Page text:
The problem is almost too daunting to contemplate, and almost certainly insoluble unless Democrats accept that they must solve it now. Unlikely as that is, it’s definitely not going to happen if the party’s leaders don’t come to terms with how bad things are and plead with the rank and file not to stand idly by while the minority party seizes power and wrecks the country beyond fixing. 


The only nice thing about staring doom in the face is it focuses the mind. Democratic leaders are clearly not prepared to accept what I wrote above as their fate today, but the sooner they do, the sooner they might get their act together, if only to save themselves. As I’ve written before, there’s still the tiniest of openings for them to do what currently seems impossible, and the only reason to think they might is that they must. But they may also just be too exhausted to will themselves to try. Less “carpe diem!” more “RT if you agree.” (Here I'll add that it'd be nice if the average age of the party leadership was lower than 77.)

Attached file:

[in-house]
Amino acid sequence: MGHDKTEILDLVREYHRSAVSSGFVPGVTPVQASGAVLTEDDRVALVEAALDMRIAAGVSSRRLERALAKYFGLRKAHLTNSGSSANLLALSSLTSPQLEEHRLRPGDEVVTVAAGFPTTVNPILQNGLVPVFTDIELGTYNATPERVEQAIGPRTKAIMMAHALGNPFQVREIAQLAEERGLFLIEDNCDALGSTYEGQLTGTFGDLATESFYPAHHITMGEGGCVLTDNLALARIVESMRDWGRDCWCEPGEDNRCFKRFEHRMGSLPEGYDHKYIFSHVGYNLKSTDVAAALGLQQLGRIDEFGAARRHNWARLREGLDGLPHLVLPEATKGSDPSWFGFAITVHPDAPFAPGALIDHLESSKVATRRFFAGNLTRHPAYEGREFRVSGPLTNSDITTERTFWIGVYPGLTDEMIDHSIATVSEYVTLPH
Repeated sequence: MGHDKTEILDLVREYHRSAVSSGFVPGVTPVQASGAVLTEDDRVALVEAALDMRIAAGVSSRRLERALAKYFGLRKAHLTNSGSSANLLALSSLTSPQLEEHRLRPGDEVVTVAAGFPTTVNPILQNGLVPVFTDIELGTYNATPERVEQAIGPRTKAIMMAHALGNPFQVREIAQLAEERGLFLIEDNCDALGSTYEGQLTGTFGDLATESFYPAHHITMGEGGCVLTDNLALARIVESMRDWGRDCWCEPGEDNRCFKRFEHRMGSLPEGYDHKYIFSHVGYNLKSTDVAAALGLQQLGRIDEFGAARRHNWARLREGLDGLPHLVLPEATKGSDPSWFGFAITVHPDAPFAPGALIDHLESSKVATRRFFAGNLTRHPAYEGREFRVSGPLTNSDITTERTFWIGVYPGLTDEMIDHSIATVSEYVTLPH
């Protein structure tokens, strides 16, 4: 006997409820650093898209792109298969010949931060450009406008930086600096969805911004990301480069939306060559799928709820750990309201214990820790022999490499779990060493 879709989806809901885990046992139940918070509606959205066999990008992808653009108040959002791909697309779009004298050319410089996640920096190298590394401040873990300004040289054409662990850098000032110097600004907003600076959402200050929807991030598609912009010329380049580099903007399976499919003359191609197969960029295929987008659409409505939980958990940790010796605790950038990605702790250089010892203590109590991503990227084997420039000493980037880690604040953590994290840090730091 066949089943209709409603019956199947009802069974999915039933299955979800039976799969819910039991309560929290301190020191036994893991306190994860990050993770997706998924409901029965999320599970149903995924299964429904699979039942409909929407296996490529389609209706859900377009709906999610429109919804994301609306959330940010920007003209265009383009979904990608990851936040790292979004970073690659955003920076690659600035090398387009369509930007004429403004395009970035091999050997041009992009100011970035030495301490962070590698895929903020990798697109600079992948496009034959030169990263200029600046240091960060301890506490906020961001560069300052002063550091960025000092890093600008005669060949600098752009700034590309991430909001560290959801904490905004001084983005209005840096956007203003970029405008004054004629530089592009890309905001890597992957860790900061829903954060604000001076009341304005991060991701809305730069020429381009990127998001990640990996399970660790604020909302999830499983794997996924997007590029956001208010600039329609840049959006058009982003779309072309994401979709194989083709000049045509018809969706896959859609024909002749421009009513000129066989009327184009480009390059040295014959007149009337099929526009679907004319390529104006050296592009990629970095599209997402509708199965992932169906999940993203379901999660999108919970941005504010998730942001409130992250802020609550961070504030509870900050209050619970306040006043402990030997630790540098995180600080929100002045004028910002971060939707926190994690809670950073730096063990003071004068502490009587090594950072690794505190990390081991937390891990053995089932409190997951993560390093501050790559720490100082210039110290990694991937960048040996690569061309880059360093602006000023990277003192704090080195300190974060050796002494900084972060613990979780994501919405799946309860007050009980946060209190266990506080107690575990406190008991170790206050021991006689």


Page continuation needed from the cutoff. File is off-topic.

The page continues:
Earlier this week Politico explored a schism within Biden world over whether he should attack Republicans or not. Really! When you read closely, though, you find a faction between the Dems who want him to go on the offensive and those who don’t—and they’re mostly concerned that Biden doesn’t have the fire in the belly for it. As John Podesta said “I think for the president, it’s not where he’s comfortable.”

That much is plainly true.